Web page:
Friday, 28 December 2012

Stock Valuation - More on PE

In our post on Valuation by PE we discussed how PE gives more insights than CMP when valuing stocks for investments. Let us continue with some detail discussion about PE ratio, which may help us in learning to invest better.

PE ratio reflects the
expectation of the investor from the company and its growth outlook. It reflects the price the investor is willing to pay for the company’s share for the company’s future earning prediction. It is more a reflection of expectations, sentiments and growth projection of the company/sector. Let us look at some points so that we can learn about PE in a better way before we invest in stocks:

  • High P/E ratio suggests expected high growth rate of the company and future earnings. For high growth sectors the P/E ratio generally tends to be high and ratios of 25, 35 or 40 are normal for sectors like consumer goods etc.
  • Low P/E ratio suggests expected low growth rate of company. Slow growth sectors like power etc. generally have P/E in the range of 6, 10 or 12 and such low P/E are normal for such sectors. It does not mean that they are any cheaper. It is just a reflection of the sector and the company’s growth rate.
  • When a company’s growth projection and core business expansion (capex) justifies a high valuation in advance, we generally see the stock price increase. This is a function of Future forward P/E valuation  to its current P/E.

What is future forward P/E ?

While reading any analyst's report on a company and its outlook, it is common to come across the mention of future forward PE. It is important to know about this term when investing in stocks

Lets take a company XYZ which has maintained a sales CAGR of 20% with a profit CAGR of 25% so far.  Lets say that it is predictable that it will grow with at-least the same rate between FY12 to FY14.Lets say that the share is presently trading at Rs.150/-. Lets take the dummy data of XYZ company as follows :

Equity Paid up Shares
EPS (Profit/no. of Shares)
FY 2012
FY 2013
FY 2014

From this we can state that, in respect of FY14 earning, the company is trading at 9.6PE, taking the present share price of Rs.150/-. This is generally mentioned as the company is trading at 9.6PE FY14. Now assuming that in FY14 the company will maintain at-least the present PE i.e. 15, when the price adjustment takes place, the target price of the stock will be EPS(of FY14)*PE(present) = 15.6*15=234 in the next 12 to 18 months.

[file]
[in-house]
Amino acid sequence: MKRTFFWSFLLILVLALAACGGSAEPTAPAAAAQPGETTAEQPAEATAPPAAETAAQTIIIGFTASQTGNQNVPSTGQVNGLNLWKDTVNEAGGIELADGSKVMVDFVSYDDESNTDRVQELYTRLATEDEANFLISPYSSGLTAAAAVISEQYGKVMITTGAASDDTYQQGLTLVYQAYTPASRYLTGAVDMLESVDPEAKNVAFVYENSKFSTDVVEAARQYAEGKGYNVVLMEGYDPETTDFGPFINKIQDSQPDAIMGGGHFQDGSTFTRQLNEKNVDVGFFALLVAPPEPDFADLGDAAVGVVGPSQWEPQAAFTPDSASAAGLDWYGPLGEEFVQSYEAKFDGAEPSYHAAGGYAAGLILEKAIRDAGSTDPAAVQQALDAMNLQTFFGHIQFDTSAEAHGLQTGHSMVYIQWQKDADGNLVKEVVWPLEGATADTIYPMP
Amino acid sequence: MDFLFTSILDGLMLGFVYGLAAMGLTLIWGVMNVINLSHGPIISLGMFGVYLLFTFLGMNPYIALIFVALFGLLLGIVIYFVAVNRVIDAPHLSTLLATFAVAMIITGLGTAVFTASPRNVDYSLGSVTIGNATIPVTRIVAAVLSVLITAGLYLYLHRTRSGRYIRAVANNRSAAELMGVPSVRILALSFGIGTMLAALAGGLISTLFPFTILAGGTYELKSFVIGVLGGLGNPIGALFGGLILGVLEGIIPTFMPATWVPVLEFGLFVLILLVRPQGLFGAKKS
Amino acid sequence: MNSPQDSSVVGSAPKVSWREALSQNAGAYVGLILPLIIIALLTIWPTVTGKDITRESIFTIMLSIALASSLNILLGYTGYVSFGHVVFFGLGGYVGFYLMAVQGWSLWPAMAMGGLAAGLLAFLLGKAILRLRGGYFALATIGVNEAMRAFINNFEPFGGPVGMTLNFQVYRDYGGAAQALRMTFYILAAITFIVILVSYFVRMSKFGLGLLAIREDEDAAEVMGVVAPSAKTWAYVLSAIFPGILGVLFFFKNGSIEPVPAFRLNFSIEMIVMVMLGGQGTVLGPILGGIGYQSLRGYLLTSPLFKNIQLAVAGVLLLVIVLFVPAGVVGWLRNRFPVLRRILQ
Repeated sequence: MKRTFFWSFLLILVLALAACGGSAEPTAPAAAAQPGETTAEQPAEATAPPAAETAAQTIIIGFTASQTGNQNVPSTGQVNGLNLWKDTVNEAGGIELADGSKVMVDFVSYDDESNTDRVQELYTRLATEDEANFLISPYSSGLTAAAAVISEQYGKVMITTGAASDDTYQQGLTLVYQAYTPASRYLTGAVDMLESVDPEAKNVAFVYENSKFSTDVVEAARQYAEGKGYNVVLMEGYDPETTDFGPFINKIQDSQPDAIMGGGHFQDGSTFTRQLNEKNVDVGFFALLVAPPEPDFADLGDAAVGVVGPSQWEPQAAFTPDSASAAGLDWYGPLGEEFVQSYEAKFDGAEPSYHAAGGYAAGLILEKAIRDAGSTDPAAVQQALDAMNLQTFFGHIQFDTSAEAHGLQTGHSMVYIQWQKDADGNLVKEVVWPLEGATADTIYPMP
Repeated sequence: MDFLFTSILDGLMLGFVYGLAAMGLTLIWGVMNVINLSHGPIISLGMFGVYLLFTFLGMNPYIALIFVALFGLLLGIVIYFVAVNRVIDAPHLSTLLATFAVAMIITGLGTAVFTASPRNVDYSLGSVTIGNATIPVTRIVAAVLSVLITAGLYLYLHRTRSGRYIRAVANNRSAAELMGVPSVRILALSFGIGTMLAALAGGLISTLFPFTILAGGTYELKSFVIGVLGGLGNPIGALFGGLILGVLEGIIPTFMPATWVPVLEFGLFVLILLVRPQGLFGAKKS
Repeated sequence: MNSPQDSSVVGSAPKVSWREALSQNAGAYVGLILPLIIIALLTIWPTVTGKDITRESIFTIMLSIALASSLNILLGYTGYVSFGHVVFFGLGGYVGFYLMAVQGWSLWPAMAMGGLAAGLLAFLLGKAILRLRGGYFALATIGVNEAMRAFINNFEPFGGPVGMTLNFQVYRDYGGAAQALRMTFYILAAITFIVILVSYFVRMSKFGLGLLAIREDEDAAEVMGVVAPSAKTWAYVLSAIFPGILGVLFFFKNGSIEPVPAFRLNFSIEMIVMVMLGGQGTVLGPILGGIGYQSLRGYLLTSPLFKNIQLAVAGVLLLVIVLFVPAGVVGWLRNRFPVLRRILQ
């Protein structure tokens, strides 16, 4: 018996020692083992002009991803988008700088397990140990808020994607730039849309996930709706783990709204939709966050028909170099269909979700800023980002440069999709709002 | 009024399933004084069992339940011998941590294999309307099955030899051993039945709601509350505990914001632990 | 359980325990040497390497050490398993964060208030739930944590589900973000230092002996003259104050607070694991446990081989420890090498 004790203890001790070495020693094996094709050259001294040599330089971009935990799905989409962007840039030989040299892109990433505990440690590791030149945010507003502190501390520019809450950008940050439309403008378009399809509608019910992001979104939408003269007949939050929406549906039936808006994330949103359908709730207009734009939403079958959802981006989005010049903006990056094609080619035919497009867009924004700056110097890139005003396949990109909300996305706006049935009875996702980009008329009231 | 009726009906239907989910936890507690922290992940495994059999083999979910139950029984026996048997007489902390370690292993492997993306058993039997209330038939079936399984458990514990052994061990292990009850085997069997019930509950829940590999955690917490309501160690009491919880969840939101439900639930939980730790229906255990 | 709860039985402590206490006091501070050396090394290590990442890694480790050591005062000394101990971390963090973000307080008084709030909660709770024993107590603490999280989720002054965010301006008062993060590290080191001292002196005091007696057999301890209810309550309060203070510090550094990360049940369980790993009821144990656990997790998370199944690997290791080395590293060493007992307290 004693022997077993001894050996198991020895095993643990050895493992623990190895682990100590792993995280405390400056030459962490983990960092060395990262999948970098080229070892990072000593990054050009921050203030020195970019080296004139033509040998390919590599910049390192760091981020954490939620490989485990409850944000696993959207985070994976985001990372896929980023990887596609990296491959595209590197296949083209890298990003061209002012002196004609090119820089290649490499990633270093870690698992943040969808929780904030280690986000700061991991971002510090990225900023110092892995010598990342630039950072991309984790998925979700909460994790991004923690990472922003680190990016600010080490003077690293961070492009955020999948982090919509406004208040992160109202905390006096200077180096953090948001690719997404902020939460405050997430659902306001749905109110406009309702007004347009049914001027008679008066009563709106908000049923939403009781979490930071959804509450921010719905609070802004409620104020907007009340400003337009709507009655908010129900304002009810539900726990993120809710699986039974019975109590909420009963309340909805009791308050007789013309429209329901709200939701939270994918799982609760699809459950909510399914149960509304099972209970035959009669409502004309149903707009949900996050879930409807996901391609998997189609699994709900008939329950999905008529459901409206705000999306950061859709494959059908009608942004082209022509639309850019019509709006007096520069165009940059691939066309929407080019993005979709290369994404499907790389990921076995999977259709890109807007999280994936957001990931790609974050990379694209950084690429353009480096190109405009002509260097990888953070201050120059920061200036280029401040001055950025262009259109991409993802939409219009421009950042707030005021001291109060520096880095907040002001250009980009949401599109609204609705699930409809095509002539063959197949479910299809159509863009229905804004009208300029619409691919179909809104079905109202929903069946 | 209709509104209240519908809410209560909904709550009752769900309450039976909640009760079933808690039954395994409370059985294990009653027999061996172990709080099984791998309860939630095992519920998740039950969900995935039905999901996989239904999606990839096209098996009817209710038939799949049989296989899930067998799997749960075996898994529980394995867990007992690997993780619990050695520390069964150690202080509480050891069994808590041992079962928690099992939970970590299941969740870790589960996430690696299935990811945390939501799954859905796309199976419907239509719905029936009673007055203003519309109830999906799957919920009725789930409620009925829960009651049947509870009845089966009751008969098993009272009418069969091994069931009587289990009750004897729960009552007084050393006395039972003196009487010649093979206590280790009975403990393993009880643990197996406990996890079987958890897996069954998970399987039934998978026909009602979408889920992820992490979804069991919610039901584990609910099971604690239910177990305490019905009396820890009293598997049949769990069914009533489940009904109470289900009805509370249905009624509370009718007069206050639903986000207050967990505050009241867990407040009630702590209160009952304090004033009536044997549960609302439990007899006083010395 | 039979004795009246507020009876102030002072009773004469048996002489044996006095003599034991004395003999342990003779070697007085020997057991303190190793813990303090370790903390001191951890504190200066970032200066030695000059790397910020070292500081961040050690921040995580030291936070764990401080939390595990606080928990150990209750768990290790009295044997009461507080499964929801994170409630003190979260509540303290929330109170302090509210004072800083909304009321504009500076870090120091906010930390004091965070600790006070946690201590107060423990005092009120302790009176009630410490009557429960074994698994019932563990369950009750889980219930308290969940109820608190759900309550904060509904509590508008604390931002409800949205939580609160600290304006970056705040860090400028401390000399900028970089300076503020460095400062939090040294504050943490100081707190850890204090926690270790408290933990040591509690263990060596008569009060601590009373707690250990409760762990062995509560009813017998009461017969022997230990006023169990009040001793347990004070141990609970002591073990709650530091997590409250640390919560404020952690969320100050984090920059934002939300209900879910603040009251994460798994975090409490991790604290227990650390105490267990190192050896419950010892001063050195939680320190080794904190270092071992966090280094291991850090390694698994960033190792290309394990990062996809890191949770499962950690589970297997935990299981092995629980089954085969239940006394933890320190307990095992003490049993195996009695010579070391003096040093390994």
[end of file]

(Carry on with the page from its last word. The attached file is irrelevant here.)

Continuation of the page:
The above type of analysis, as it is obvious, is based on many assumptions and whenever such analyses appear in financial analysis, it should be read with due caution.

Some points about PE when investing in stocks :

  • P/E expansion or re-rating of stock price takes place for valuation of a company which is presently trading at discounted price compared to the industry average.
  • The stock price may be affected by some news about the company like takeovers, selling a portion of existing business, increasing product line-up which has a contribution to its top-line etc.
  • Companies having higher competitive advantage trade at higher P/E
  • Whenever there is a disconnect between the present stock price and future earning growth of the company, the P/E will eventually change to reflect the outlook correctly.

Lets take an example. Nestle and GSK consumer healthcare are both companies in the same sector. Nestle is trading at a P/E of 38 to 40 and GSK CH at a P/E of 31 for FYE13 earnings.

GSK CH is the second largest company by sales, is engaged in malted food drinks and is also diversifying its product line-up with many new products under the trade name Horlicks. It has a sustainable potential growth in the Indian market.

Nestle, on the other hand, is the largest company by turnover in food processing business. Its product line-up is much more extensive due to which it has a competitive advantage and hence the higher P/E.

So, in this post we have learnt a little bit more about investing by stock valuation. Learning to invest in stocks is a lot more easier and becomes a lot more logical if you learn about stock valuation. Using valuation in the correct way makes you better stock investors.